Humors of Tullycrine (The)
X:1 T:Humours of Tullycrine, The T:Humours of Tullycreen, The R:hornpipe H:See also "Bobby Casey's", #34 D:Michael Tubridy: The Eagle's Whistle Z:id:hn-hornpipe-86 Z:transcribed by email@example.com M:C| K:Ador AG|EAAB cBcd|eaag (3efe dB|c2Ac BAGA|Bdde dBAG| AGAB cBcd|eaag (3efe dB|c2Ac BAGB|A2AG A2:| |:(3Bcd|eaag aged|eaag aged|dgga g2ed|dgga gedB| A2AB cBcd|eaag (3efe dB|c2Ac dBGB|A2AG A2:|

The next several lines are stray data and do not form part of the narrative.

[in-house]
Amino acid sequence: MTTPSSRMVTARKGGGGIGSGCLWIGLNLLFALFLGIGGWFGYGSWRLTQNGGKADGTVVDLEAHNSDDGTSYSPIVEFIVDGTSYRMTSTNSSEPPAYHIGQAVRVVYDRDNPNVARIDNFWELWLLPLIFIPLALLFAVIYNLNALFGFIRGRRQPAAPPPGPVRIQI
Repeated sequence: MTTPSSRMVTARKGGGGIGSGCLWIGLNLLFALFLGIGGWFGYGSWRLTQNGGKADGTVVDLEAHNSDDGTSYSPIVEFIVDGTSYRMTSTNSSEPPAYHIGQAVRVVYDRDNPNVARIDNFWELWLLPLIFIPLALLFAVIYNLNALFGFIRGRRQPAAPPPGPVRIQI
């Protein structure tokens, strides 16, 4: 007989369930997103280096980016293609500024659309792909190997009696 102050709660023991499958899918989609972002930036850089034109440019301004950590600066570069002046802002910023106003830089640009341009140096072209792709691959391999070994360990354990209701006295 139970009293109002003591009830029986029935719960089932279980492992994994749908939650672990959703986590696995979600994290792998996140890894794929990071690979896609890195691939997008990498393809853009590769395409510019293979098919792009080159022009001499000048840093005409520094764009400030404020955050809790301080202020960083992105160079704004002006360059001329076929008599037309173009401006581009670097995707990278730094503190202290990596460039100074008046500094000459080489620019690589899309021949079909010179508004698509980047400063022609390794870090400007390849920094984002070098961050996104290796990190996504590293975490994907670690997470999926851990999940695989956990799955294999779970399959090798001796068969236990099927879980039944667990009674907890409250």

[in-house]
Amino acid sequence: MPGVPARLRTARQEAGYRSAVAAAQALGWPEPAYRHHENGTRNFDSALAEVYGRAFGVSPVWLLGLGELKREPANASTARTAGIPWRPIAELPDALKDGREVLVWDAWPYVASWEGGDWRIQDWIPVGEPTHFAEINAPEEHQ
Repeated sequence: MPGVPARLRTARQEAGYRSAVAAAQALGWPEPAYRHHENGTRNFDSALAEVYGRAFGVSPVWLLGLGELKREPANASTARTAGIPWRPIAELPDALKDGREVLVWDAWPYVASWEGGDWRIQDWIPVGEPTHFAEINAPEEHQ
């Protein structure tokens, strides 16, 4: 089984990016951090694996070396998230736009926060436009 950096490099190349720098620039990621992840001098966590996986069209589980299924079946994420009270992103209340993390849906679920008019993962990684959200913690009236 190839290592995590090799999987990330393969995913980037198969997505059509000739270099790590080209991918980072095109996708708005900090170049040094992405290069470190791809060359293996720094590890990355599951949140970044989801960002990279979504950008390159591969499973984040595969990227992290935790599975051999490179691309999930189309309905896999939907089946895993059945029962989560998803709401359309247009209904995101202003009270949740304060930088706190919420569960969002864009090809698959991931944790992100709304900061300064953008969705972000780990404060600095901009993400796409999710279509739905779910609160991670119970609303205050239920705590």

HUMOURS OF TULLYCREEN/TULLYCRINE, THE. AKA and see "Bobby Casey's Hornpipe," "Chuir Mé Feisteas ar mo Theachsa," "McDermott's Hornpipe (3)," "Mike Sullivan's Hornpipe (2)," "Stream of the Cat (The)" (Sruthán a' Chait). Irish, Hornpipe. A Dorian. Standard tuning (fiddle). AABB. Tullycrine (a townland outside Kilrush) is close to Ennis, the "county town" of Clare, and indeed, according to Gearoid O' hAllmhurain, the tune is very much associated with West Clare. The melody was in the repertoire of Clare fiddler Junior Crehan, who was fond of it, and who called it "Sruthán an Chait." It was associated with blind piper Garrett Barry (1847-1899) of Inagh. Breathnach (CRÉ I) printed a version of the tune under the title "Chuir Mé Feisteas ar mo Theachsa," from the line in a song sung to the melody, "I furnished up my house as well as I was able..." Seán Keane's father played the tune as a reel.